Posted in Updates on Thursday 18th November 2004 at 10:13pm
Back from a couple of days away at the Capita EMS National Conference. Set off late on Tuesday and spent the evening at Burford, which turned out to be a remarkable little Cotswold village which I'd love to visit again with more time and better weather. Nice food in a quiet and rather ancient pub.
Heythrop House is a fine early 18th century house, with a disappointingly ugly 20th century conference centre tacked on. The facilities were however pretty good. In general, felt happy to be able to attend - the brief chats with other LEA reps indicated that we were doing pretty well by all accounts. Comforting peek at future plans too.
Entertainment was also interesting - rather bland dinner, and an after dinner speaker who was closer to an old-school stand-up comedy act! Didn't hang around too long at the disco. Felt old and tired by now. Sloped off pre-midnight to my colleagues shame.
Day two was equally reassuring. Brief presentation from the DfES representative who has perhaps been most involved in Coordinated Admissions. Again, felt like we were on course, certainly in comparison to some others.
Very sleepy ride home in dark and damp weather. Time to prepare for this weekend, and another conference...
Posted in Updates on Wednesday 3rd November 2004 at 7:32am
The older I get, the less confidence I have in democracy. I suspect that roughly 48% of the US voting public feels similarly just now. Of course, as I write all is not lost for the Kerry/Edwards campaign and all eyes are on Ohio - but in fairness it's not looking good.
Over the last couple of months of hysteria, I've heard from two separate friends with relatives in the US how their families were doggedly, almost obsessively pro-Bush. I sense that neither of these families would have materially suffered under a Democrat president, but there is some unspoken fear of the unknown at play. The Bush 'just about holding on to the reins' style of leadership seems to fit perfectly with the 'America Under Sieige' mentality he has created. Its as if he is saying "look folks, I can't hold this door shut for much longer - you guys enjoy four more years of paranoid insularity while I keep the bad guys at bay". So many Bush voters seem to have ignored the key questions yet again - who are the bad guys, where are they, and why do they care about us?
Four years ago, when the genetic strand of democratic socialism was perhaps still stronger in me, I proclaimed that the end of the world was nigh under Bush Jr. Perhaps it's really just democracy that is going to end - that twisted idea that a lucky break represents a mandate, and that a baffled, mislead public can effectively choose its leaders?
Posted in Updates on Tuesday 19th October 2004 at 10:29pm
The Birthday. I have to confess that this October has seen none of the strange badness which normally plagues the month for me. I've actually managed a successful holiday, made some reasonable work progress, and generally stayed positive in a reclusive sense.
Today however was a little tough. Woke late, feeling appalling - considering most of the UK population I met on my travels had either a severe cold or a stomach bug, I'm amazed I lasted so long before succumbing. Struggled into work, and through six rather tricky appeal hearings, which were none too successful.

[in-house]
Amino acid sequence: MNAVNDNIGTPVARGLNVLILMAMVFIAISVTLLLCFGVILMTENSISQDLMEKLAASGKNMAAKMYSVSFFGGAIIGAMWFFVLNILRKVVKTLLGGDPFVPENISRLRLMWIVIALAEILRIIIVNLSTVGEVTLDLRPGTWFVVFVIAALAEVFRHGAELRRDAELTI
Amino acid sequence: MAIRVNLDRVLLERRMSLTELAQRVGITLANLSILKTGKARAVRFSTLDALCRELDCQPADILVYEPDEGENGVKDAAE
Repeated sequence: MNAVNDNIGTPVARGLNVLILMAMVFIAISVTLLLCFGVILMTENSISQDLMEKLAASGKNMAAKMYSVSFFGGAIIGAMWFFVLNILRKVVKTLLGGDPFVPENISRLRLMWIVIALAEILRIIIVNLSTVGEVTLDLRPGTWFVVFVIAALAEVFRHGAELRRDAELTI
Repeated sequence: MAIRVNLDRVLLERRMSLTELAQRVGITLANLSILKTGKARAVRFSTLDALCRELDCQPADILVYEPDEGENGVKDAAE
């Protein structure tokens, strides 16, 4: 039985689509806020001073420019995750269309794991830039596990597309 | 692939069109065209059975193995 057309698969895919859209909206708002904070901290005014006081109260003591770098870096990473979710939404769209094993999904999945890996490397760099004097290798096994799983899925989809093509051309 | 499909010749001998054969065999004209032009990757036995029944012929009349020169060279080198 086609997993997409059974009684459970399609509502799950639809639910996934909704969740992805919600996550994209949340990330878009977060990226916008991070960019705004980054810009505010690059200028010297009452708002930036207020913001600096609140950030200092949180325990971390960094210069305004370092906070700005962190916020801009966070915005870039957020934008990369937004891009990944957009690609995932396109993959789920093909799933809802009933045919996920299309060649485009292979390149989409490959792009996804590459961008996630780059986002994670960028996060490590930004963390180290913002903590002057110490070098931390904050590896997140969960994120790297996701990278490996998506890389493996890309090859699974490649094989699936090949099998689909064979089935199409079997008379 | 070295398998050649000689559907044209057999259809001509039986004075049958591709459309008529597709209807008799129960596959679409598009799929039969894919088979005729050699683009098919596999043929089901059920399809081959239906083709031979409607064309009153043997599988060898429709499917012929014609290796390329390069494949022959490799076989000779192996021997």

Some positives - had my attendance at a conference organised by our software suppliers approved, which means a couple of days of intensive networking and hopefully sharing experiences with other authorities struggling with the same problems. Also arrived home to find my ticket for the LAMAS Local History Conference at the Museum of London. Booked the train ride. Should be an interesting day, just a week after my visit for the Lord Mayor's Show.
On the birthday front, things were quiet - which was what I prefer. Being out of the office for much of the day prevented any ceremony there! A call from my parents and a couple of text messages from important people.
Posted in Updates on Sunday 17th October 2004 at 1:07am
I am sort of back from my week away.
I've spent the last six days zipping around the UK, popping up in unlikely places, wearing the same trousers and badly needing to shave. The tour has taken me to Glasgow (twice - but in total for less than an hour), Dover, Norwich, Manchester, Sellafield, Leeds, Nottingham, Aberdeen, London, Ramsgate, Inverness, Plymouth (for ten minutes - all of them pre-0500hrs) and Redditch among others. I've made dozens of journeys, hundreds of sightings and eaten far too much bad food.
I may try to distill my strange and wonderful week into separate daylog entries once I've crunched the numbers, examined the photographs and got rid of the rails which whizz in front of my eyes whenever I close them.
I've had a home on the web for more years than I care to remember, and a few kind souls persuade me it's worth persisting with keeping it updated. This current incarnation of the site is centred around the blog posts which began back in 1999 as 'the daylog' and continued through my travels and tribulations during the following years.
I don't get out and about nearly as much these days, but I do try to record significant events and trips for posterity. You may also have arrived here by following the trail to my former music blog Songs Heard On Fast Trains. That content is preserved here too.